This Day in History – March 18th

1766 – American colonists successfully influence British Parliament to repeal the Stamp Act – “No Taxation Without Representation!” was one of the rallying cries of American colonists during the 1750s and 60s. It was inspired by the tax measures passed by the British Parliament in those days to help get the country out of the huge debt it went into fighting France in the Seven Year’s War. Despite their victory in the war, which ended in 1763, Britain’s debt nearly tripled to an equivalent of about £16 billion today. The Stamp Act came into effect Nov. 1, 1765, and made it so all official documents, including attorney licenses, land grants, court papers and even playing cards had to be printed on special paper produced in London and bearing an official stamp. This paper could only be purchased with British coin, not the more plentiful colonial paper money. Since colonists were not directly represented in British Parliament, and the tax was imposed without their consent, they considered it a violation of their rights as Englishmen. English politicians were burned in effigy by angry mobs, and gradually it became clear there was far more bitterness and resentment built up than just over the Stamp Act. Influential American men ranging from lawyers to merchants to land-owning farmers held the Stamp Act Congress in New York City in October 1765, with 27 delegates from nine colonies drafting petitions to Britain against the tax. Most had served in some form of elected office, and all but three were born in the colonies. Nine of them later attended the Continental Congresses that paved the way for American Independence, and four of them went on to sign the Declaration of Independence. The Stamp Act was repealed on this date in 1766. Less than 10 years later, on April 19, 1775, the first shots of the American Revolutionary War were fired in Concord, Massachusetts.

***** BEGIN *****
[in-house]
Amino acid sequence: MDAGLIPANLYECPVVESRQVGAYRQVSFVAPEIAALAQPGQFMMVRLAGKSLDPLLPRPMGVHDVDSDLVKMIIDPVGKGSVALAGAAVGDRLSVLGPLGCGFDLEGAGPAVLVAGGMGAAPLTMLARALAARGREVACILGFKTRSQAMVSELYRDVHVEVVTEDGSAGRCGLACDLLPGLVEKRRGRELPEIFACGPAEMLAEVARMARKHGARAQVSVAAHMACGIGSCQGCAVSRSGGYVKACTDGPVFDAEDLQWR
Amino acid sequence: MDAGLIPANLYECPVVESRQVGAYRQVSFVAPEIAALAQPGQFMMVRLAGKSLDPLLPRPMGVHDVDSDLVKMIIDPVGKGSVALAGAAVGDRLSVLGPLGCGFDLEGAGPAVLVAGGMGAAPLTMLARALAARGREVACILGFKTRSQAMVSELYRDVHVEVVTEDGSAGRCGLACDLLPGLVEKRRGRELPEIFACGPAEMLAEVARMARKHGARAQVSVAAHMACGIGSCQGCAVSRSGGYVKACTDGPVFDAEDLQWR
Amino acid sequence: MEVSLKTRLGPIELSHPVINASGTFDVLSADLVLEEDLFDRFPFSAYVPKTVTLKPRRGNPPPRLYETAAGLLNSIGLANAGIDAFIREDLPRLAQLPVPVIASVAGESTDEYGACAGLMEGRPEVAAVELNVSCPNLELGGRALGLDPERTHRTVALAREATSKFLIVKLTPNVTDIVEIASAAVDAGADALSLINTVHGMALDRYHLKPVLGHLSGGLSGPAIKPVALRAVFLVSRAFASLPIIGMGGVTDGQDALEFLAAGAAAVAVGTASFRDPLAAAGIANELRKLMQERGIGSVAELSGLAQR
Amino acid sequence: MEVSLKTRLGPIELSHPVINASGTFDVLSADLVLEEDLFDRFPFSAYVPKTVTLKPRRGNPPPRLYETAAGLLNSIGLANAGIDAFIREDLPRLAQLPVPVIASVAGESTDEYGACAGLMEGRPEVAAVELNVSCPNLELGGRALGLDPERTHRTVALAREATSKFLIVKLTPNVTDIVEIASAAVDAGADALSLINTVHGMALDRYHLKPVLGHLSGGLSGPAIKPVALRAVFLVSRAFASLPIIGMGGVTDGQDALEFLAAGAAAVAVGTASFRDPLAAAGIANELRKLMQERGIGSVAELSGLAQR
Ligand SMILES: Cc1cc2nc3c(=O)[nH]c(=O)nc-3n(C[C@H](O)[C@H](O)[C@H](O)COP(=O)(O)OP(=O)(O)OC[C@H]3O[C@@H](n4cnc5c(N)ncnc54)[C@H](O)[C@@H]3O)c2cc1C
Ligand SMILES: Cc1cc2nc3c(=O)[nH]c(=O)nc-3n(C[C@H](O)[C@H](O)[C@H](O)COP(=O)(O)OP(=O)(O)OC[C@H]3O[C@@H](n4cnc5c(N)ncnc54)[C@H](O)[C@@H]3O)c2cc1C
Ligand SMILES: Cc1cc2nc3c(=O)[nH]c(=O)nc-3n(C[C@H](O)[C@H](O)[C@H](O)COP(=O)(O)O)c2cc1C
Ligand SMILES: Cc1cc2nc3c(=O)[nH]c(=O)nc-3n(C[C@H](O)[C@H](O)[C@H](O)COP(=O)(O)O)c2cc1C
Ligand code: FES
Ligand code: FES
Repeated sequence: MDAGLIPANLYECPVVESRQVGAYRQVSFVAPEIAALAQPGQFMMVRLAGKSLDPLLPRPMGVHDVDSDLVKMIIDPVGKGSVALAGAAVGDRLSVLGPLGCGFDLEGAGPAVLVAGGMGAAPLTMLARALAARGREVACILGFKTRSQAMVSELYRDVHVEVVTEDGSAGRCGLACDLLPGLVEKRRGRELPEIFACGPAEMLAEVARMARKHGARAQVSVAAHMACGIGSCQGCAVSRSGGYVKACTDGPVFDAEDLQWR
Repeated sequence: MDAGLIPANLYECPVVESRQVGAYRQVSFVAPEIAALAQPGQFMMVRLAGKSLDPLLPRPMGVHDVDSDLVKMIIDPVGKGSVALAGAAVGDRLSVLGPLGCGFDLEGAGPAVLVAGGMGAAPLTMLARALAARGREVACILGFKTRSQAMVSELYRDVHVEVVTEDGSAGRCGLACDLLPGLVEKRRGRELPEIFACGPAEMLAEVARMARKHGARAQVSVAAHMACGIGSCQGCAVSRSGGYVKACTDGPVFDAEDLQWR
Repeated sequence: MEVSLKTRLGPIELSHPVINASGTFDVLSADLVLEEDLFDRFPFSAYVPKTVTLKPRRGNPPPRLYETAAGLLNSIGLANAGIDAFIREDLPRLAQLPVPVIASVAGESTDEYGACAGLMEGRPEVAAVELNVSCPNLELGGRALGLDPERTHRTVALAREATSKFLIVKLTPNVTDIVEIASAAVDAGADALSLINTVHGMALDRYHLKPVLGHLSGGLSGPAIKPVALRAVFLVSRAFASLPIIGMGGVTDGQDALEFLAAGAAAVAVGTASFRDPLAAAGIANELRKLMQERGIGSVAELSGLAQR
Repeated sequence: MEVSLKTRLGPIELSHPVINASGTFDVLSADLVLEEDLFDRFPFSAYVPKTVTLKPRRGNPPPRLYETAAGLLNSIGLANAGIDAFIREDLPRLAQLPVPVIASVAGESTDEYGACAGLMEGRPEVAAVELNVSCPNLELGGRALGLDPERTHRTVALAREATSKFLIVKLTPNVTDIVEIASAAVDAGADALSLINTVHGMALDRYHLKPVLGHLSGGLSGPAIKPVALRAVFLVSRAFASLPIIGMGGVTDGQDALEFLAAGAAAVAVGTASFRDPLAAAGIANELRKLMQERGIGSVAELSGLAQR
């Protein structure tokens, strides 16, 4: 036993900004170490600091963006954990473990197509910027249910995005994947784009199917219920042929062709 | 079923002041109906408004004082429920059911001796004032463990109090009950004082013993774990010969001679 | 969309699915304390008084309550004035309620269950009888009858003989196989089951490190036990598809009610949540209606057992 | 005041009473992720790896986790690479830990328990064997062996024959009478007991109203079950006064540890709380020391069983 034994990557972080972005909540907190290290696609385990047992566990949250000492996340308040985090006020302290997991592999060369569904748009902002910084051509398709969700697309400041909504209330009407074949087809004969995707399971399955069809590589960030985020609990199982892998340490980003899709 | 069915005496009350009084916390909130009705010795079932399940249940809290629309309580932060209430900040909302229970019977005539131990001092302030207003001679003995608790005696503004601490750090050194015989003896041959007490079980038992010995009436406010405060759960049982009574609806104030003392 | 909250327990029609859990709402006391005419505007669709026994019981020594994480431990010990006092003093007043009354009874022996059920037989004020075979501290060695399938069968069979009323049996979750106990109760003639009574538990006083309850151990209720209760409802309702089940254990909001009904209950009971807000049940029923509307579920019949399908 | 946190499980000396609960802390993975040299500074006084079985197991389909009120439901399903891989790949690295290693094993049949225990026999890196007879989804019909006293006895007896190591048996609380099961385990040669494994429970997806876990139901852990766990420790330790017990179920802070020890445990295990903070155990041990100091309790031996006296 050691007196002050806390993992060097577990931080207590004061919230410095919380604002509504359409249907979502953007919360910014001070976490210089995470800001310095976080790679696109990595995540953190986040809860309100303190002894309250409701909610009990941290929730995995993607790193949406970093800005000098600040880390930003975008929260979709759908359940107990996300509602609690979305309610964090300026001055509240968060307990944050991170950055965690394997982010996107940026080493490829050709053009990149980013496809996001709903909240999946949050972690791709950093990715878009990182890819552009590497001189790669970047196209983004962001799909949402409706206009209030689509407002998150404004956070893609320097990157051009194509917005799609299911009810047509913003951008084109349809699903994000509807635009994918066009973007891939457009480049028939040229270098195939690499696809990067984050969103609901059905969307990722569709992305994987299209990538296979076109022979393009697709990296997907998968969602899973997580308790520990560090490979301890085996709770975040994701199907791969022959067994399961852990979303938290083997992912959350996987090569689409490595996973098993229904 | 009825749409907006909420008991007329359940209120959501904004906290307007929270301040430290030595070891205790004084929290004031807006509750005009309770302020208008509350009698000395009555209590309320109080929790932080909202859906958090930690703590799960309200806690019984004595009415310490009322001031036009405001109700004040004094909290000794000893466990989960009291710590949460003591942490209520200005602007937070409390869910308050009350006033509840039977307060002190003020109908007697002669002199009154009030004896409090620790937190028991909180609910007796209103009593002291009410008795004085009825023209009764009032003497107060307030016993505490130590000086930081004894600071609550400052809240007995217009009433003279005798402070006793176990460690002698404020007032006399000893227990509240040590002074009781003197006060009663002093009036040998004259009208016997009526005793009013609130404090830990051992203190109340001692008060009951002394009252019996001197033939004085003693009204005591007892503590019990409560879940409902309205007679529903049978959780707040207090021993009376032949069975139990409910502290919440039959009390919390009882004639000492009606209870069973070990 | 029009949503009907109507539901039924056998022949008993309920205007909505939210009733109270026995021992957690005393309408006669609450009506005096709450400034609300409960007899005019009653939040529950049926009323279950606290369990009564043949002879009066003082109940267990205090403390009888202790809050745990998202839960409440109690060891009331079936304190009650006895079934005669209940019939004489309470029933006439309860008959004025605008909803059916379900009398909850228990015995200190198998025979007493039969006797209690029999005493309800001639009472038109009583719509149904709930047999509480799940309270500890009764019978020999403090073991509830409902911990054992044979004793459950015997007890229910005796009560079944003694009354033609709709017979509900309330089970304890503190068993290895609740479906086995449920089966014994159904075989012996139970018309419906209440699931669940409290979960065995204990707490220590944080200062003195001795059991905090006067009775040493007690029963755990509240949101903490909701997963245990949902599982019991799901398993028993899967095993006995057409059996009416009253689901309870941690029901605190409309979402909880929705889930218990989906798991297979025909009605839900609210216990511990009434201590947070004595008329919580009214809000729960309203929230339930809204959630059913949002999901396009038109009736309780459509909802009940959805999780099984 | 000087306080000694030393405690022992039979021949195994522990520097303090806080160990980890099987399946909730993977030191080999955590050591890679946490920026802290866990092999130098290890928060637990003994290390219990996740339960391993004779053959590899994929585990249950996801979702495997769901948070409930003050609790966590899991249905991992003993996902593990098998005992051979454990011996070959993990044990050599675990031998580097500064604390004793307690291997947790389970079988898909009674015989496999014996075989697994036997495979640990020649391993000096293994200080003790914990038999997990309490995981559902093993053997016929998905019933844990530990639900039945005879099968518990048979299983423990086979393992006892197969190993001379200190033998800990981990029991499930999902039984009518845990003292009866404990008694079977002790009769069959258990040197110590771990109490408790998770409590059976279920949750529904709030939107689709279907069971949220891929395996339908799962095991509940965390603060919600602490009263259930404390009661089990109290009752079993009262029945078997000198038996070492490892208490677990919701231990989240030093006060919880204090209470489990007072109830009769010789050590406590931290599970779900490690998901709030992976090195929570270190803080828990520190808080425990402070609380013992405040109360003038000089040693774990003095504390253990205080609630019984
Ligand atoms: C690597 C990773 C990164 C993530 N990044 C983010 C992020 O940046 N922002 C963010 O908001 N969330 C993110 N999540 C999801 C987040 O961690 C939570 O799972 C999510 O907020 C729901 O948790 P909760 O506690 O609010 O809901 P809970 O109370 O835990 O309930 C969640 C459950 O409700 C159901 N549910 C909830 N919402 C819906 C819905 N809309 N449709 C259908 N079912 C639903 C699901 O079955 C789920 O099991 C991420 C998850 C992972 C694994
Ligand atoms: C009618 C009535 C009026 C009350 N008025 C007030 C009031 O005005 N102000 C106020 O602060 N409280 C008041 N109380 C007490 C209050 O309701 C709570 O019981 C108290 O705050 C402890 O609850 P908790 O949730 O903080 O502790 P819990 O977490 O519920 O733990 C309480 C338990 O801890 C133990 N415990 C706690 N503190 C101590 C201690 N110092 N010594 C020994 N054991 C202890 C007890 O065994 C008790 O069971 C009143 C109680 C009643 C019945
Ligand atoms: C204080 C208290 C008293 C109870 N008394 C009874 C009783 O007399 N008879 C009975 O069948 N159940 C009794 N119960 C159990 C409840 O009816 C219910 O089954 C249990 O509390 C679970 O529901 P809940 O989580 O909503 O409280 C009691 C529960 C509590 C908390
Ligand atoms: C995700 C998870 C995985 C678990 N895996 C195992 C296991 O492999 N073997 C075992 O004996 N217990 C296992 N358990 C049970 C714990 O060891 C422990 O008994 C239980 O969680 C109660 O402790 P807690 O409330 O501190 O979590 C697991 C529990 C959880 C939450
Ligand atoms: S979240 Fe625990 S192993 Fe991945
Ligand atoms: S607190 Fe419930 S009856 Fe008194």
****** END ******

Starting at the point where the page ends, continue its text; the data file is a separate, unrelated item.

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1834 – Six English farm labourers are sentenced to be sent to Australia for forming a trade union – By the 1830s, trade unions were no longer illegal in England, having been made lawful by the Combination Acts in 1824/1825. But that didn’t stop a busy-body landowner and magistrate named James Frampton from trying to crack down on a union formed by farm workers in 1834. Two years earlier, in 1832, six men from Tolpuddle in Dorset, England founded the “Friendly Society of Agricultural Labourers” to protest against the gradual lowering of agricultural wages. The industrial revolution and mechanization was, for the first time, impacting agricultural work, and weekly wages had recently decreased from 10 shillings per week to seven. The men refused to work for less than 10. In order to join the society, members had to swear a secret oath while blindfolded. Now, back to that busy-body Frampton – he wrote letters complaining about the union and learned about an obscure law from the previous century banning secret oaths. As a result, on this date in 1834, the six men, whose surnames were Loveless, Standfield, Hammett and Brine, were found guilty and sentenced to be deported to Australia for seven years. By September they had all arrived, with five living in Sydney and another on Tasmania in Hobart. Meanwhile, back in England, the men, who became known as the Tolpuddle Martyrs, were folk heroes, and a petition collected 800,000 signatures for their release. Their supporters organized a protest march, and the six men were pardoned, on condition of good conduct, in March 1836. The men returned separately, but had all reached England once more by August 1839. One of the men chose to remain in England, but the other five relocated to London, Ontario. One of these men, James Brine, moved to Blanshard Township in 1868. He died in 1902 at the age of 90, and is buried in St. Marys Cemetery. In Tolpuddle, England, a museum has been built in their honour, featuring displays and interactive exhibits about the Martyrs and their impact on trade unionism.